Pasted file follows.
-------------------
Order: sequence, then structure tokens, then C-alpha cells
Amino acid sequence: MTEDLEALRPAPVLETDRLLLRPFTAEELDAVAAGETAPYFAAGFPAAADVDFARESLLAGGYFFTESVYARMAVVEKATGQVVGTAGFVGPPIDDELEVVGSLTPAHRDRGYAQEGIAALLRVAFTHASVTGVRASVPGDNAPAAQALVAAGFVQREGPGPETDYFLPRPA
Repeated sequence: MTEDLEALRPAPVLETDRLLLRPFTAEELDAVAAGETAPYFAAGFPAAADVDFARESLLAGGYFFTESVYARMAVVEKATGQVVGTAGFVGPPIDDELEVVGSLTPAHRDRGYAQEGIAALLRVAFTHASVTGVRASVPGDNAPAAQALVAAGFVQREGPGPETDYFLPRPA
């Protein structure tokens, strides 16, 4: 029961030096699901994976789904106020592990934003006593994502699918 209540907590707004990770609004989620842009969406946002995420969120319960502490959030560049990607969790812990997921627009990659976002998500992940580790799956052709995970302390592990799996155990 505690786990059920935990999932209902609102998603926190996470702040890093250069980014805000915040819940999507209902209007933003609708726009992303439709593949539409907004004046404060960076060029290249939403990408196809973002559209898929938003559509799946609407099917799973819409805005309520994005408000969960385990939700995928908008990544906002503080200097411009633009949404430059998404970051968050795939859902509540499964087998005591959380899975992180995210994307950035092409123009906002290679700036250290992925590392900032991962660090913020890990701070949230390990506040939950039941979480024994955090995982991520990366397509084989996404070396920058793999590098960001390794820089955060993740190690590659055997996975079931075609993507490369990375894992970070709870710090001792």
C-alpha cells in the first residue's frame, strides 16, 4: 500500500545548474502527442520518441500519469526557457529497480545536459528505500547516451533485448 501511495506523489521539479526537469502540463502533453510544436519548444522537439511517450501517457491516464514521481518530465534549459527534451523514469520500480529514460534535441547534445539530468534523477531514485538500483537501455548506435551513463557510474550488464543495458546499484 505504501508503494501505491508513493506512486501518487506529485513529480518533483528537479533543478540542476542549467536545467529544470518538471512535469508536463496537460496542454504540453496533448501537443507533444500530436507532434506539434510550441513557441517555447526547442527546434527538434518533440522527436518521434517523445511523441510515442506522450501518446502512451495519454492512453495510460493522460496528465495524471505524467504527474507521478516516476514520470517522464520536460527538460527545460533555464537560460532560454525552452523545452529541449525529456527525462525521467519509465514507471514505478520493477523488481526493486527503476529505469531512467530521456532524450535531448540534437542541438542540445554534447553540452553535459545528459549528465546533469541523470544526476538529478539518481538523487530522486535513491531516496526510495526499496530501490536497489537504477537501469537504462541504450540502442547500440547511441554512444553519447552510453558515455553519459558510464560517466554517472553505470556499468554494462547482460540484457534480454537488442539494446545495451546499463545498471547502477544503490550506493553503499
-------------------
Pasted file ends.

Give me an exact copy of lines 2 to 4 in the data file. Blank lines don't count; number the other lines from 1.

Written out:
Amino acid sequence: MTEDLEALRPAPVLETDRLLLRPFTAEELDAVAAGETAPYFAAGFPAAADVDFARESLLAGGYFFTESVYARMAVVEKATGQVVGTAGFVGPPIDDELEVVGSLTPAHRDRGYAQEGIAALLRVAFTHASVTGVRASVPGDNAPAAQALVAAGFVQREGPGPETDYFLPRPA
Repeated sequence: MTEDLEALRPAPVLETDRLLLRPFTAEELDAVAAGETAPYFAAGFPAAADVDFARESLLAGGYFFTESVYARMAVVEKATGQVVGTAGFVGPPIDDELEVVGSLTPAHRDRGYAQEGIAALLRVAFTHASVTGVRASVPGDNAPAAQALVAAGFVQREGPGPETDYFLPRPA
């Protein structure tokens, strides 16, 4: 029961030096699901994976789904106020592990934003006593994502699918 209540907590707004990770609004989620842009969406946002995420969120319960502490959030560049990607969790812990997921627009990659976002998500992940580790799956052709995970302390592990799996155990 505690786990059920935990999932209902609102998603926190996470702040890093250069980014805000915040819940999507209902209007933003609708726009992303439709593949539409907004004046404060960076060029290249939403990408196809973002559209898929938003559509799946609407099917799973819409805005309520994005408000969960385990939700995928908008990544906002503080200097411009633009949404430059998404970051968050795939859902509540499964087998005591959380899975992180995210994307950035092409123009906002290679700036250290992925590392900032991962660090913020890990701070949230390990506040939950039941979480024994955090995982991520990366397509084989996404070396920058793999590098960001390794820089955060993740190690590659055997996975079931075609993507490369990375894992970070709870710090001792």